Metropolitan Division review: Capitals, Penguins try for another run; Teams on the rise

NHL Metropolitan Division Preview
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Throughout this week, PHT will review each of the NHL’s (restored) four divisions. Who’s the favorite, who’s rising, and who’s in decline? How did the offseason affect the outlook? Today, PHT reviews the Metropolitan Division.

Current Metropolitan Division Favorite: Hurricanes

The New York Islanders have been in the Conference Finals/Semifinals two years in a row, the Pittsburgh Penguins and Washington Capitals still have their cores, and the New York Rangers are a team on the rise. But it might be the Hurricanes’ time to take the torch as the top team in the division, even with the offseason departure of Dougie Hamilton and even with the question mark in goal. They had the best record of any team in the division a year ago, were two points off the Presidents’ Trophy pace, and are still bringing back an outstanding roster that is full of players just entering the prime of their careers.

Even without Hamilton this should still be an elite defense, while forwards like Sebastian Aho, Andrei Svechnikov, Martin Necas, Vincent Trocheck, and Teuvo Teravainen form an exciting core. They have one of the best long-term outlooks in the NHL and the short-term outlook is pretty strong as well.

Biggest Offseason Move: Dougie Hamilton to the Devils

The New Jersey Devils entered the offseason with a great opportunity due to all of the salary cap space they had at their disposal. They put it to good use and were one of the busiest teams in the division, adding Ryan Graves, Jonathan Bernier, Tomas Tatar, and Dougie Hamilton. Hamilton is the big addition here and arguably one of the biggest moves of the offseason made by any NHL team. He is one of the top overall defensemen in the league. He drives possession at an elite level, produces offense at an elite level, and is a better, more impactful defender than he gets credit for being. Even though his contract is a significant investment in free agency, it is probably below market value given how the contracts signed by other defenders around the league this offseason.

Honorable mention for biggest offseason move: Ryan Ellis to the Philadelphia Flyers. The Flyers were clearly in the market for a top-pairing defender and got an outstanding player in Ellis in a three-team trade with the Nashville Predators and Vegas Golden Knights. He is a significant upgrade to their roster.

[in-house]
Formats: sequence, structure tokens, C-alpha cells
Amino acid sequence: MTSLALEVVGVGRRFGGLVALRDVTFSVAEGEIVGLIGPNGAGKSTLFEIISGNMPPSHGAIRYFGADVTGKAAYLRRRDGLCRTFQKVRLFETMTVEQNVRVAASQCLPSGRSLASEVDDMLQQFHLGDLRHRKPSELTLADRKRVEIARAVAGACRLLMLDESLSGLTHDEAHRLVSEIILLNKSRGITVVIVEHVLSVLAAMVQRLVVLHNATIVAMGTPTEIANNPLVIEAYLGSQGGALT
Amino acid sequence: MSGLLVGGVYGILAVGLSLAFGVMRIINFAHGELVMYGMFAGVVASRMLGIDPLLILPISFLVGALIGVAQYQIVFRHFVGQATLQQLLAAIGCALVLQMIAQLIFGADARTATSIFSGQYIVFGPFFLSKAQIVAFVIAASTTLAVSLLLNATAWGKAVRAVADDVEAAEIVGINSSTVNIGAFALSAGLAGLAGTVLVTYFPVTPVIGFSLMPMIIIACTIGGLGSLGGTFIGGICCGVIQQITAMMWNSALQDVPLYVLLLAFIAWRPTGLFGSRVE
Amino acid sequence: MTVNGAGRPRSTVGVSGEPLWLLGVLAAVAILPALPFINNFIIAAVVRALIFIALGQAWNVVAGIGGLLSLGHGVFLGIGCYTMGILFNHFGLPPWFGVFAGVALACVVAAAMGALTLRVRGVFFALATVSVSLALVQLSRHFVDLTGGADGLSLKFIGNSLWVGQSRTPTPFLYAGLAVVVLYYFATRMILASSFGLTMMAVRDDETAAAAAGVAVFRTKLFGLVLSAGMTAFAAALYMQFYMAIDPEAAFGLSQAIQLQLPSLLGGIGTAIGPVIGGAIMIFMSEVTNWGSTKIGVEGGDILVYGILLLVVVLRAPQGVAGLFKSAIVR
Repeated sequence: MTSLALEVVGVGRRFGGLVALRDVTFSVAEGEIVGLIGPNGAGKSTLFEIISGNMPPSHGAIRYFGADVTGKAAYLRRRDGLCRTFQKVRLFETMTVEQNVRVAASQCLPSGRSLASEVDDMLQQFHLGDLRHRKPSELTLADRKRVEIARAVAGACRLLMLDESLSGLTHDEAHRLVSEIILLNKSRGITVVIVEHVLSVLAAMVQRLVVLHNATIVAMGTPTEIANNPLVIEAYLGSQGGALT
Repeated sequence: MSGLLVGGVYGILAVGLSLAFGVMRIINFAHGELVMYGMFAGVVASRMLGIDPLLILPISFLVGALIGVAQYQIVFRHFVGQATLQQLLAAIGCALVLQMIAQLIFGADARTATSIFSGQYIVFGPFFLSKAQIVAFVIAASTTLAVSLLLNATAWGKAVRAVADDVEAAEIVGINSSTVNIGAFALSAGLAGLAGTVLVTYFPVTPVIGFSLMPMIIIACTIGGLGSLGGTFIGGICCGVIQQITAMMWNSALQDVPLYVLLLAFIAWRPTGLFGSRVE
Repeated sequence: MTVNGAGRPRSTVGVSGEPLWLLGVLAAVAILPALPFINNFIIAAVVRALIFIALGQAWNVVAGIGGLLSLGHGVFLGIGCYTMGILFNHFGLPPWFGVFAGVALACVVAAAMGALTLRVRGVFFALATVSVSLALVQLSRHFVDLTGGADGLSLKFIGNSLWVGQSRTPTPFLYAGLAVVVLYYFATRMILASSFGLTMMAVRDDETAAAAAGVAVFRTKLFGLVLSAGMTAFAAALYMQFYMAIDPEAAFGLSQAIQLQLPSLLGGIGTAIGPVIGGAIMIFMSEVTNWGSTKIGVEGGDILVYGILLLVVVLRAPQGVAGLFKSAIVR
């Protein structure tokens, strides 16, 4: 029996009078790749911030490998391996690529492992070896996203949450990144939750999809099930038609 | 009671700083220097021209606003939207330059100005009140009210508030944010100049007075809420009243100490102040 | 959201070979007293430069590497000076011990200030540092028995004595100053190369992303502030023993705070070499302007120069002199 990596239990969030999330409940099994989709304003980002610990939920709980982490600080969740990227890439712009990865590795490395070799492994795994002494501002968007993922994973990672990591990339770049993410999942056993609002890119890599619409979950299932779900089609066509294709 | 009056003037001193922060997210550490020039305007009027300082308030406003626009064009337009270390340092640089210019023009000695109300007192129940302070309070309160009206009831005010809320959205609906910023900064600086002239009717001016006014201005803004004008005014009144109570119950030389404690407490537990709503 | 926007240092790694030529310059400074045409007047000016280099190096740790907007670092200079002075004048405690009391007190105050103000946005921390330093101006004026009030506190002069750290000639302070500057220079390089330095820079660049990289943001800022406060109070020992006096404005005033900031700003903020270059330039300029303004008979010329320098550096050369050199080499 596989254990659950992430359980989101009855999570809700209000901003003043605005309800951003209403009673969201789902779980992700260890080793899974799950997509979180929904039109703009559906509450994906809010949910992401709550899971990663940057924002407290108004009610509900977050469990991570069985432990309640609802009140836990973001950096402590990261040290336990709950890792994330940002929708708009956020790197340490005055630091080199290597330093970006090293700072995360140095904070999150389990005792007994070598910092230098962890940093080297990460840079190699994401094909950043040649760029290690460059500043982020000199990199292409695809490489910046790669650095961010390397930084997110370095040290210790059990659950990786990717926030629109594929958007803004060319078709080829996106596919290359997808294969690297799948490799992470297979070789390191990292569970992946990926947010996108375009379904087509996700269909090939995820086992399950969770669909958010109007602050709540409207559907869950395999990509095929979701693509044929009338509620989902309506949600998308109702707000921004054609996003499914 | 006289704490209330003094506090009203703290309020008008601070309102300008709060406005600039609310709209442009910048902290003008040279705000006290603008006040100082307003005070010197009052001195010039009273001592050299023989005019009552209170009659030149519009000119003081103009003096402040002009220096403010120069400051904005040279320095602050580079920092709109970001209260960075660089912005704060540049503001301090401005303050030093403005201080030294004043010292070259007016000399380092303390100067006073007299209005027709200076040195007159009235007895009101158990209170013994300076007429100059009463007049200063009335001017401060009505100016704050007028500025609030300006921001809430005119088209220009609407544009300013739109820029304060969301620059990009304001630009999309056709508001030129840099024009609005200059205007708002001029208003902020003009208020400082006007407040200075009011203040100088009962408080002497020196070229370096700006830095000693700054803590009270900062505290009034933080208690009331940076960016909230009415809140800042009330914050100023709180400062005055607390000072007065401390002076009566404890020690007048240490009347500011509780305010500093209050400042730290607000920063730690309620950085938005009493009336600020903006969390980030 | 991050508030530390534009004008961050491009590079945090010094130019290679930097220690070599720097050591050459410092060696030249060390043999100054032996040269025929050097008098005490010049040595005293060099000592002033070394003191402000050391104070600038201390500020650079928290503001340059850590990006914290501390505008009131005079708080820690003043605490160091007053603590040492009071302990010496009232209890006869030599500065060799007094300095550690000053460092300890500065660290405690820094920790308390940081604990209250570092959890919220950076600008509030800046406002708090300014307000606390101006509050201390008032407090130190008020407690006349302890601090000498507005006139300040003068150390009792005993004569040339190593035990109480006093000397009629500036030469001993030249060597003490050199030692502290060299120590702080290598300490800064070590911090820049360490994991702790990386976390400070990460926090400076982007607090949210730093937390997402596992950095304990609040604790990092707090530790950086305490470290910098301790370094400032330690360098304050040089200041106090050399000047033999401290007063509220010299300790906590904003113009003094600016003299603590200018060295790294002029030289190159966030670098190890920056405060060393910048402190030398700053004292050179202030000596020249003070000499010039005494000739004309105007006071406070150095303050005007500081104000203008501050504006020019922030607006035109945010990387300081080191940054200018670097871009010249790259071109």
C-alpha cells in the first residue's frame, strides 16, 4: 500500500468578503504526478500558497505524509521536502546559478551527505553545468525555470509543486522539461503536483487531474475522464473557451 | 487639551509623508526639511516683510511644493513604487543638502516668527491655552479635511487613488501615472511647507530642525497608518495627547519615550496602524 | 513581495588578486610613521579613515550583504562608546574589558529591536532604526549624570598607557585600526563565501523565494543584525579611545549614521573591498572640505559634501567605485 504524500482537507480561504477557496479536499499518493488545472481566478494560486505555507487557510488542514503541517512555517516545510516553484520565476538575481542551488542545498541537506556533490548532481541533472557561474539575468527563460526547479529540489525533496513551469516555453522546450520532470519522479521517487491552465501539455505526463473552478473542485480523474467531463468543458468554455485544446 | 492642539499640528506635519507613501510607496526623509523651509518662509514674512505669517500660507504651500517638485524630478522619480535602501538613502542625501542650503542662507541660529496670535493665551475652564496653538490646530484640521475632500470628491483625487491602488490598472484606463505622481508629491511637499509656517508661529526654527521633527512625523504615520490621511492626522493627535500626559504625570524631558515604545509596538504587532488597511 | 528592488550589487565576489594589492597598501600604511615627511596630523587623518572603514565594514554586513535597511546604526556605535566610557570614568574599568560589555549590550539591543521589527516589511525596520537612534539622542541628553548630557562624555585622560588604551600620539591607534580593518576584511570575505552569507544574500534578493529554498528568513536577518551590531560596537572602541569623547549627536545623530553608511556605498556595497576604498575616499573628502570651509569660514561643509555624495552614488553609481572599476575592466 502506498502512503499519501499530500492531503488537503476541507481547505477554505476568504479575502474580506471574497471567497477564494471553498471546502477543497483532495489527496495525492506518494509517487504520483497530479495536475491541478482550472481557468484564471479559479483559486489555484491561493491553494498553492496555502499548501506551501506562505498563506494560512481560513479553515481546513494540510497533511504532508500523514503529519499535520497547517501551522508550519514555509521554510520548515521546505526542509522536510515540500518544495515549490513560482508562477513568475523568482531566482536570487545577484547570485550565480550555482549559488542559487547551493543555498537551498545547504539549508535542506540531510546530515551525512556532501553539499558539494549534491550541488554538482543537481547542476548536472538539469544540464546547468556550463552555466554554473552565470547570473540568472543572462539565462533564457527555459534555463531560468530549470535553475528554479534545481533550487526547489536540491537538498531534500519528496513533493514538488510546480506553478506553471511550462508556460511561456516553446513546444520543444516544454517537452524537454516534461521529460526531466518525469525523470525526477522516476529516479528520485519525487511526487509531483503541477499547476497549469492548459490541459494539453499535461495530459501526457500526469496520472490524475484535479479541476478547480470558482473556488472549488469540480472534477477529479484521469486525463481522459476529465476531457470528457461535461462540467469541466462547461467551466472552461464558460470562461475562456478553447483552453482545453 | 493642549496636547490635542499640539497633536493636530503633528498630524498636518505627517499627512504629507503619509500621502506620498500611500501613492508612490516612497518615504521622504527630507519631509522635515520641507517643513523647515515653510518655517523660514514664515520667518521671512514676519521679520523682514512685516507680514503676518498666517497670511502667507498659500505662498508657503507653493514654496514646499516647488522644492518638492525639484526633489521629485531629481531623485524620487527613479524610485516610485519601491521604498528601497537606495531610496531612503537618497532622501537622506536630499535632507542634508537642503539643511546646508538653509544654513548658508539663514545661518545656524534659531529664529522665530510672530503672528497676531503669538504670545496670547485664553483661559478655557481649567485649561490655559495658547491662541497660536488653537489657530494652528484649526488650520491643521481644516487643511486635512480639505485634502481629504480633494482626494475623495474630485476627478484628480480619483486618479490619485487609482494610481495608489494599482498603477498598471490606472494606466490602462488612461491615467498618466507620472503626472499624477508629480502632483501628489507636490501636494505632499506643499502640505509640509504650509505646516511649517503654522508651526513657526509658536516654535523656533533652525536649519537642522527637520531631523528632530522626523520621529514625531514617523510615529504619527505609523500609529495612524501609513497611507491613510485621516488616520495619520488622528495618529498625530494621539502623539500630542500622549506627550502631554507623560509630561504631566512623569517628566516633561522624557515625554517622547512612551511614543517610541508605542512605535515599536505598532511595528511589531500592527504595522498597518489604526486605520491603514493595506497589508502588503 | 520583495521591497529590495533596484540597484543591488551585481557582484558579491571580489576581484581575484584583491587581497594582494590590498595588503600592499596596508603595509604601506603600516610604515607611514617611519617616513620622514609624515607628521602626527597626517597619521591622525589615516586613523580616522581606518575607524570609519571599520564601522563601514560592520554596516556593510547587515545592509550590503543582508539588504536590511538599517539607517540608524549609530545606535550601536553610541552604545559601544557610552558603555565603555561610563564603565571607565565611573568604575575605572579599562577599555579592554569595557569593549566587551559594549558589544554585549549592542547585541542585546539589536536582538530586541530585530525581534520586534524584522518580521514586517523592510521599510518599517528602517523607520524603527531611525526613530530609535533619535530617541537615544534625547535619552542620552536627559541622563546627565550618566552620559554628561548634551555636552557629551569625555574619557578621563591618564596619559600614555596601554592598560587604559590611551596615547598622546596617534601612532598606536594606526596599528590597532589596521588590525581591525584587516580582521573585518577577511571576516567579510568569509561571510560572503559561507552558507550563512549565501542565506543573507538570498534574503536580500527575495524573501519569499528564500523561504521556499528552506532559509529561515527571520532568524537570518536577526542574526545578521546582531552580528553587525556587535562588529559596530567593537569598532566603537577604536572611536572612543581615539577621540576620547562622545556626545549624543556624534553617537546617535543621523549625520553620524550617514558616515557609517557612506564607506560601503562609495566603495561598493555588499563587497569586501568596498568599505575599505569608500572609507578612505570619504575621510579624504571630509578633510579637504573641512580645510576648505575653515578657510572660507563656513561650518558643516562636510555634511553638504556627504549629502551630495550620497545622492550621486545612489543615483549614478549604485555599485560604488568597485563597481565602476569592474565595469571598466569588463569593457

[Related: Every free agent signing by all 32 NHL teams]

Metropolitan Division team on the rise: Rangers

They better be a team on the rise, anyway. They have stockpiled young talent and have an outstanding core of Alexis Lafraniere, Kaapo Kakko, Vitali Kravtsov, Igor Shesterkin, and the reigning Norris Trophy winner Adam Fox. Some of those players have shown more than others in the NHL, but the potential here is enormous. They also have a voice and leader with Gerard Gallant take over behind the bench. Expectations are clearly sky high right now given that ownership cleaned house over the past few months with a general manager change and coaching change. Progress has been slower than ownership has wanted it to be, but they are getting there.

Metropolitan Division team on the decline: Penguins, Capitals

The Penguins and Capitals have followed a nearly identical path for the past 30 years. Throughout the 1990s and early 2000s they played each other in the playoffs every year. They rebuilt at the same time. They drafted franchise changing players at the same time. Then turned into consistent powers at the top of the NHL for the past 16 years at the same time. Now they are starting their next decline at the same time.

They should still be really good. They should still be playoff teams. But are they still Stanley Cup contenders? The Capitals are one of the oldest teams in the league and have lost a lot of speed in recent years, while the Penguins’ roster has taken a step back this offseason, they will not have Evgeni Malkin to start the season, and goaltending is a major concern and question mark.

[Related: NHL Power Rankings: Teams with the best five-year window]

Big questions remain for Flyers, Blue Jackets, Islanders

  • In terms of playoff success the Islanders have been the most successful team in the division the past three years, winning five total playoff rounds and reaching the Conference Finals/Semifinals two years in a row (each of the past two years).